Despite gold’s desirable properties, it does have one significant drawback. It is soft, which means it wears easily. By mixing gold with other metals, or alloying it, gold is made stronger, which makes it durable enough to wear more often without experiencing wear. A variety of metals are commonly used to alloy gold, including silver, copper, nickel, iron, zinc, tin, manganese, cadmium, and titanium. Along with enhancing gold’s strength, alloying gold with other metals changes some of gold’s other properties as well. This is why some gold alloys stain people’s skin or cause an allergic reaction. The reaction is not caused by the gold itself, but by the other metals it is mixed with.

While pure gold is also used in jewelry making, it dents and shows wear easily, which is why most people choose not to wear 100% gold jewelry on a regular basis. When discussing gold and its alloys, the term karat is used to indicate the purity of the gold (Not to be confused with carat, which is a unit of measurement used to describe gemstone weight). Pure gold, which contains no other metals, is termed 24 karat gold. A gold alloy that is 50% gold and 50% other metals is 12 karat gold because it is only half pure gold. Alloys used in jewelry making range from 9 karat gold, which is approximately 37% gold, to 24 karat gold, and are required to be stamped and hallmarked according to purity. A newer alloy becoming popular on the jewelry scene is made of 99% gold and 1% titanium, allowing the alloy to retain nearly all of its gold color while providing improved durability.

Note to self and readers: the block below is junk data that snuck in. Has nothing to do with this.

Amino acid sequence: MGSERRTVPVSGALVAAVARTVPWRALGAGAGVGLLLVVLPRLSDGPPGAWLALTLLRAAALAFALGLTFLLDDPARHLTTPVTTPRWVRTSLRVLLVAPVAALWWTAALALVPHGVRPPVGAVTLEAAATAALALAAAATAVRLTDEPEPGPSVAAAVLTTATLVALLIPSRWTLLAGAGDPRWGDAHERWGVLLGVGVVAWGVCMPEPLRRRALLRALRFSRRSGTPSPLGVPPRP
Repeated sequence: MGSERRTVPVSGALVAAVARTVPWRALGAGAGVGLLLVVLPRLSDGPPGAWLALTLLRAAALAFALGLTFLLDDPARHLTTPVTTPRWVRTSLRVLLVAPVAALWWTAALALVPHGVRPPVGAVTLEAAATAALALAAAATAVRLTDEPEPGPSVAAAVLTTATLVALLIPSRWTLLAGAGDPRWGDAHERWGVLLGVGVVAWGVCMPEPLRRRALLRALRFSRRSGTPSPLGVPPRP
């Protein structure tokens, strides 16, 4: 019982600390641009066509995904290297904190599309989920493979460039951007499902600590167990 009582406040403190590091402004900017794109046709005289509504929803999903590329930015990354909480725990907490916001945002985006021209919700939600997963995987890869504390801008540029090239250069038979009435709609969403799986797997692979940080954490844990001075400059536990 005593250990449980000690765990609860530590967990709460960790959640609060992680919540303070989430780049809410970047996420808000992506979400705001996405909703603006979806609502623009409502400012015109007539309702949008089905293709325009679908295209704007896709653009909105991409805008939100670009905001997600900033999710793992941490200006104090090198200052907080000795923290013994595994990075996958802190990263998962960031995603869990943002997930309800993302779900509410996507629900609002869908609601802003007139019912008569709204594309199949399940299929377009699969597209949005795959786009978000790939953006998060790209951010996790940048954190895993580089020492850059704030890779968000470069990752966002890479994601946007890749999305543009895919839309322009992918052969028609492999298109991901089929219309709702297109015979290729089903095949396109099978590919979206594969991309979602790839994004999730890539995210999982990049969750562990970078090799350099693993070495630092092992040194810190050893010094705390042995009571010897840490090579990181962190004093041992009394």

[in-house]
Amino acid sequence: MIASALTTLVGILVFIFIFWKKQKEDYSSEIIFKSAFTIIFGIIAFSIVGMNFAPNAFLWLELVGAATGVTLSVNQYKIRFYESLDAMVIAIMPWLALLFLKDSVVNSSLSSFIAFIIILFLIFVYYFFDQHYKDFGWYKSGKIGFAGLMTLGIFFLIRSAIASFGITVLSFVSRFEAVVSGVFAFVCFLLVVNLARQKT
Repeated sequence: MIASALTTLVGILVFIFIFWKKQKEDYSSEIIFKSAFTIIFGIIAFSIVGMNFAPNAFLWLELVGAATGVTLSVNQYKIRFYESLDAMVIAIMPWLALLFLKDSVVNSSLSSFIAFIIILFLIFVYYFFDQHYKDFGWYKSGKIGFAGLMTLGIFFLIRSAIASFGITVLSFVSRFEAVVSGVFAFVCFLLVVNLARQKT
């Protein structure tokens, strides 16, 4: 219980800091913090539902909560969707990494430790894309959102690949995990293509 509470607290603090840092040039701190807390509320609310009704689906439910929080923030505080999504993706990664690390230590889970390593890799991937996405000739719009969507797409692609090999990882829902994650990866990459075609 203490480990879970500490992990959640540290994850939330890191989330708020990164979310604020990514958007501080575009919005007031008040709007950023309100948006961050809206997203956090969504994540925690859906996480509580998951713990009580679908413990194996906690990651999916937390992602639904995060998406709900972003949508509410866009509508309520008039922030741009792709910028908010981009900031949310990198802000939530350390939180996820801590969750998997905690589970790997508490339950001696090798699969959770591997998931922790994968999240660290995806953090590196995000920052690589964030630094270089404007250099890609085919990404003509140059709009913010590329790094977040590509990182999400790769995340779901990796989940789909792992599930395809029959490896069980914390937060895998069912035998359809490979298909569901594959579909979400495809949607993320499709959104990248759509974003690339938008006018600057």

Gold Alloy      
Karat Parts Gold Percent Gold Other Marks
24 24/24 100% 1000
18 18/24 75% 740
14 14/24 58.33% 585
12 12/24 50% 500
10 10/24 41.60% 416
Colored Gold

Mixing gold with different metals changes the color of the gold. For example, mixing copper with gold makes the gold darker yellow, while adding nickel plus zinc or other silver metals produces white gold. Contrary to popular belief, white gold contains no silver, which softens gold and gives it a green tint. Gold alloys also come in colors, including green, red, and blue.

Colored Alloys
Gold Color  Alloys
White 10% to 20% nickel, plus copper, tin, and sometimes platinum or manganese
Green Silver, sometimes cadmium and zinc
Red or Pink Copper
Yellow Silver and copper
Blue Iron
Gold Terminology

When discussing gold’s purity, or what percentage is pure gold, the laws are fairly strict in the U.S. To be labeled as a specific karat, a gold item must be within three parts per thousand of the karat marking for solid pieces and seven parts per thousand for pieces containing solder. Pieces that fail to meet this criterion must be labeled with a lower karat designation. When labeling jewelry and other gold items for sale, you cannot call an item solid gold unless it truly is 24 karat and if you refer to an item as gold, you must designate what karat the gold is.